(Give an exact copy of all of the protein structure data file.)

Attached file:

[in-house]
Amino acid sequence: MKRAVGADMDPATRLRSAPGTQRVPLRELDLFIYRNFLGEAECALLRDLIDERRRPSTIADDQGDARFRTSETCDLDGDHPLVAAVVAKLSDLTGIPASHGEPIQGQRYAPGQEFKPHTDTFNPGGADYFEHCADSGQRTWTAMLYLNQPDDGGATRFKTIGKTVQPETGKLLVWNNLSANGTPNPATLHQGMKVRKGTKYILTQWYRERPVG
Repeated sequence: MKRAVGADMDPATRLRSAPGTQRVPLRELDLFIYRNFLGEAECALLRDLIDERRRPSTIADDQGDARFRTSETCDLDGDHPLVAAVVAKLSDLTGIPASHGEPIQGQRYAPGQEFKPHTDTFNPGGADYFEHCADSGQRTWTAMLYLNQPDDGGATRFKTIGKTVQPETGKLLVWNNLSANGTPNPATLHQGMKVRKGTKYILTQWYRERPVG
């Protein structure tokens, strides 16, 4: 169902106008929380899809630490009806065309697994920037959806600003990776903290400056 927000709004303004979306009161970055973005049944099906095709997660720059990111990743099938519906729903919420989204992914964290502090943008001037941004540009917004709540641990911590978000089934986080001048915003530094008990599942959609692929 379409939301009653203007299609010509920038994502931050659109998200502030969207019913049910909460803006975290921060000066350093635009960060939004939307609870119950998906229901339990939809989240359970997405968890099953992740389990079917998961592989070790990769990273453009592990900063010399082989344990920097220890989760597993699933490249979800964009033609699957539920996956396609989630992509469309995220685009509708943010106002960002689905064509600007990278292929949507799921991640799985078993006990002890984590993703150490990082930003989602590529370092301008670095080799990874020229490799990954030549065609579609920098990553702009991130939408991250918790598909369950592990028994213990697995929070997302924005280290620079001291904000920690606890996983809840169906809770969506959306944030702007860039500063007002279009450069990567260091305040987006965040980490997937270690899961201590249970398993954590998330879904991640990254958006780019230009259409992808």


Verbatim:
[in-house]
Amino acid sequence: MKRAVGADMDPATRLRSAPGTQRVPLRELDLFIYRNFLGEAECALLRDLIDERRRPSTIADDQGDARFRTSETCDLDGDHPLVAAVVAKLSDLTGIPASHGEPIQGQRYAPGQEFKPHTDTFNPGGADYFEHCADSGQRTWTAMLYLNQPDDGGATRFKTIGKTVQPETGKLLVWNNLSANGTPNPATLHQGMKVRKGTKYILTQWYRERPVG
Repeated sequence: MKRAVGADMDPATRLRSAPGTQRVPLRELDLFIYRNFLGEAECALLRDLIDERRRPSTIADDQGDARFRTSETCDLDGDHPLVAAVVAKLSDLTGIPASHGEPIQGQRYAPGQEFKPHTDTFNPGGADYFEHCADSGQRTWTAMLYLNQPDDGGATRFKTIGKTVQPETGKLLVWNNLSANGTPNPATLHQGMKVRKGTKYILTQWYRERPVG
């Protein structure tokens, strides 16, 4: 169902106008929380899809630490009806065309697994920037959806600003990776903290400056 927000709004303004979306009161970055973005049944099906095709997660720059990111990743099938519906729903919420989204992914964290502090943008001037941004540009917004709540641990911590978000089934986080001048915003530094008990599942959609692929 379409939301009653203007299609010509920038994502931050659109998200502030969207019913049910909460803006975290921060000066350093635009960060939004939307609870119950998906229901339990939809989240359970997405968890099953992740389990079917998961592989070790990769990273453009592990900063010399082989344990920097220890989760597993699933490249979800964009033609699957539920996956396609989630992509469309995220685009509708943010106002960002689905064509600007990278292929949507799921991640799985078993006990002890984590993703150490990082930003989602590529370092301008670095080799990874020229490799990954030549065609579609920098990553702009991130939408991250918790598909369950592990028994213990697995929070997302924005280290620079001291904000920690606890996983809840169906809770969506959306944030702007860039500063007002279009450069990567260091305040987006965040980490997937270690899961201590249970398993954590998330879904991640990254958006780019230009259409992808």